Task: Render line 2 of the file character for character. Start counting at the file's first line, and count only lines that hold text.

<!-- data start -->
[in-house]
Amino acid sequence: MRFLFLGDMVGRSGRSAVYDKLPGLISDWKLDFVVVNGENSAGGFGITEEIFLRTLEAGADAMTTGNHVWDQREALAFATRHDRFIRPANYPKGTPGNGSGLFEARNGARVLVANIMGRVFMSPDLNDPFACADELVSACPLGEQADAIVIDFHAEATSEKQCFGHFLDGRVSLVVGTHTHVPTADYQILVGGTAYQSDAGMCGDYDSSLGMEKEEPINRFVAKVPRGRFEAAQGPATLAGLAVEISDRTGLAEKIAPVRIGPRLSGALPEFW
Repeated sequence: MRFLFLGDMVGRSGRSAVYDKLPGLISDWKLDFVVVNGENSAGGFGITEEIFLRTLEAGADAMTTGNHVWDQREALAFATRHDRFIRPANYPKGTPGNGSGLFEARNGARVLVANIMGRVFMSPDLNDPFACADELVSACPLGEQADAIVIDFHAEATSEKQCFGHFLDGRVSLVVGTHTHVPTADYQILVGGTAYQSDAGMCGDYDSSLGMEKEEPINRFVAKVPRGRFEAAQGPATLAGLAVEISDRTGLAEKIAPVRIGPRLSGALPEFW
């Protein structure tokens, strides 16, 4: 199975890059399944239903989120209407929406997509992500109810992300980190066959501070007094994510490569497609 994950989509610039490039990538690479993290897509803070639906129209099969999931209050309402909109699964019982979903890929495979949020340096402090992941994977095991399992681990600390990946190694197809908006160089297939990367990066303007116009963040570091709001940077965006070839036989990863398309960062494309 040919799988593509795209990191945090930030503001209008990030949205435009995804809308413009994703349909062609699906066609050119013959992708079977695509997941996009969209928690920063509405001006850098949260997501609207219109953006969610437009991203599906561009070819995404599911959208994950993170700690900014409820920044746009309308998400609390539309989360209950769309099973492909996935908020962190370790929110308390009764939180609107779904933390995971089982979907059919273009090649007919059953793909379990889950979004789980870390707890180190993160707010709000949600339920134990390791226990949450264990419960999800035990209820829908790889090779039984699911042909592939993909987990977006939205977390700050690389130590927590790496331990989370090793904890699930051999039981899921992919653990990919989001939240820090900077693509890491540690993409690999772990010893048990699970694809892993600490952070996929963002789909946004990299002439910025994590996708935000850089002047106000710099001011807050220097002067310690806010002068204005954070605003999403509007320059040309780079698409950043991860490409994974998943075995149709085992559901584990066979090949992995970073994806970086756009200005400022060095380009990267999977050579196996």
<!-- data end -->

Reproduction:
Amino acid sequence: MRFLFLGDMVGRSGRSAVYDKLPGLISDWKLDFVVVNGENSAGGFGITEEIFLRTLEAGADAMTTGNHVWDQREALAFATRHDRFIRPANYPKGTPGNGSGLFEARNGARVLVANIMGRVFMSPDLNDPFACADELVSACPLGEQADAIVIDFHAEATSEKQCFGHFLDGRVSLVVGTHTHVPTADYQILVGGTAYQSDAGMCGDYDSSLGMEKEEPINRFVAKVPRGRFEAAQGPATLAGLAVEISDRTGLAEKIAPVRIGPRLSGALPEFW